Grace's Guide

British Industrial History

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Transporter Bridge, Newport

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Transporter Bridge, Newport.
1906.
1906. Erection of stiffening girder.
1906.
1906.
1906.
JD Newport01.jpg
Transporter Bridge, Newport. Image taken in 2012.
Transporter Bridge, Newport. Image taken in 2012.
Transporter Bridge, Newport. Image taken in 2012.
Transporter Bridge, Newport. Image taken in 2012.
Transporter Bridge, Newport. Image taken in 2012.
Transporter Bridge, Newport. Image taken in 2012.
Transporter Bridge, Newport. Image taken in 2012.
JD Newport02.jpg
JD Newport17.jpg
Winding drum driven by two 35 HP DC motors via friction gearing

The Newport Transporter Bridge crosses the River Usk in Newport, South Wales.

Designed by French engineer Ferdinand Arnodin, it was built in 1906 and opened by Godfrey Charles Morgan, 1st Viscount Tredegar on 12 September 1906. Contractor: Alfred Thorne and Sons. Steelwork was supplied by the Cleveland Bridge and Engineering Co; the cables were furnished by W. B. Brown and Co., Limited, of Liverpool, and the electrical apparatus by R. W. Blackwell, Limited, of Westminster.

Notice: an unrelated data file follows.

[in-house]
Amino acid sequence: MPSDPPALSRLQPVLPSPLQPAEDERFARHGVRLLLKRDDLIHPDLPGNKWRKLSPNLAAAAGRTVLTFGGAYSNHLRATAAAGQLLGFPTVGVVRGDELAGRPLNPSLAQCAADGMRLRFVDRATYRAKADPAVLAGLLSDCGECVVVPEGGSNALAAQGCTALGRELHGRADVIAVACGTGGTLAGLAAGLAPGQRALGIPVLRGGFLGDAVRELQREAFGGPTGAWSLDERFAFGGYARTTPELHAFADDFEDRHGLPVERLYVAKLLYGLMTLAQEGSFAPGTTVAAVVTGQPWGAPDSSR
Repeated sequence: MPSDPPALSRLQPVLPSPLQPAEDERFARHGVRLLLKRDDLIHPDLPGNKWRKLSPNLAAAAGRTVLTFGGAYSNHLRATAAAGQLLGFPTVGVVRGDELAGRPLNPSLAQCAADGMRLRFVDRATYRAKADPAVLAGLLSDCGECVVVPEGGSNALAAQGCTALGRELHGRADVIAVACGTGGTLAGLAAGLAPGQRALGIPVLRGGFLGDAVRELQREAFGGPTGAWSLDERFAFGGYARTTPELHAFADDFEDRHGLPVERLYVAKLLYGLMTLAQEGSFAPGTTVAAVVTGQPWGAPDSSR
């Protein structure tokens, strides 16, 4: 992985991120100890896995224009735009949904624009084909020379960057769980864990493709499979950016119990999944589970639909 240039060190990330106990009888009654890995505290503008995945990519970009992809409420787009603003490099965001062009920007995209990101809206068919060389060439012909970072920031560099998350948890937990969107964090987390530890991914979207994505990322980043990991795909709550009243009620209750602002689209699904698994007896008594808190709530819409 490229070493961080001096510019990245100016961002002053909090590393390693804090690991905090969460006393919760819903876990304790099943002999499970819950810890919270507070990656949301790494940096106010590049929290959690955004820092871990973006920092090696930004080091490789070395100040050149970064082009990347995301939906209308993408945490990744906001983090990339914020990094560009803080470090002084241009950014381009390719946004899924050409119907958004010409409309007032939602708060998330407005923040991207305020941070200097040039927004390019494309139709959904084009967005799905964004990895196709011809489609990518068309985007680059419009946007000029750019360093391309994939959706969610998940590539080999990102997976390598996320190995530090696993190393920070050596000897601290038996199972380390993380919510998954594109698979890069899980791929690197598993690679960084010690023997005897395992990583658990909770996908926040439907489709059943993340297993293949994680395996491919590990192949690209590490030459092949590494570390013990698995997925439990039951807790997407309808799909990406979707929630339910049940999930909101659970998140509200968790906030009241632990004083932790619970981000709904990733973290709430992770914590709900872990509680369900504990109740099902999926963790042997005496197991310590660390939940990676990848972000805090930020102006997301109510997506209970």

The design was chosen because the river banks are very low at the desired crossing point (a few miles south of the city centre) where an ordinary bridge would need a very long approach ramp to attain sufficient height to allow ships to pass under, and a ferry could not be used during low tide at the site.

The height of the towers is 242 feet and the height of the horizontal beam above the road is 177 feet. The transporter platform or gondola travels the 645 feet between the towers at ten feet (three metres) per second, powered from the engine room.

The design was described in The Engineer in 1906 (see 'See Also'). The main span is supported by a combination of suspension cables and cable stays. The main span's girder construction is interesting: there are vertical struts separating the top and bottom beams, acting in compression, while cables provide the diagonal ties, working only in tension.

Access

The bridge has been restored to operation, carrying vehicles and pedestrians. For a small fee, visitors can climb the stairs and walk across the main span, and return the same way or descend and return on the gondola. This is an excellent opportunity, and offers good views of the area. Currently (2014) access is available for 5 days a week for 6 months (spring - autumn), subject to the weather and various other constraints (including the ability to climb 270 steps and walk across the floor gratings!). See website [1] for details.

See Also

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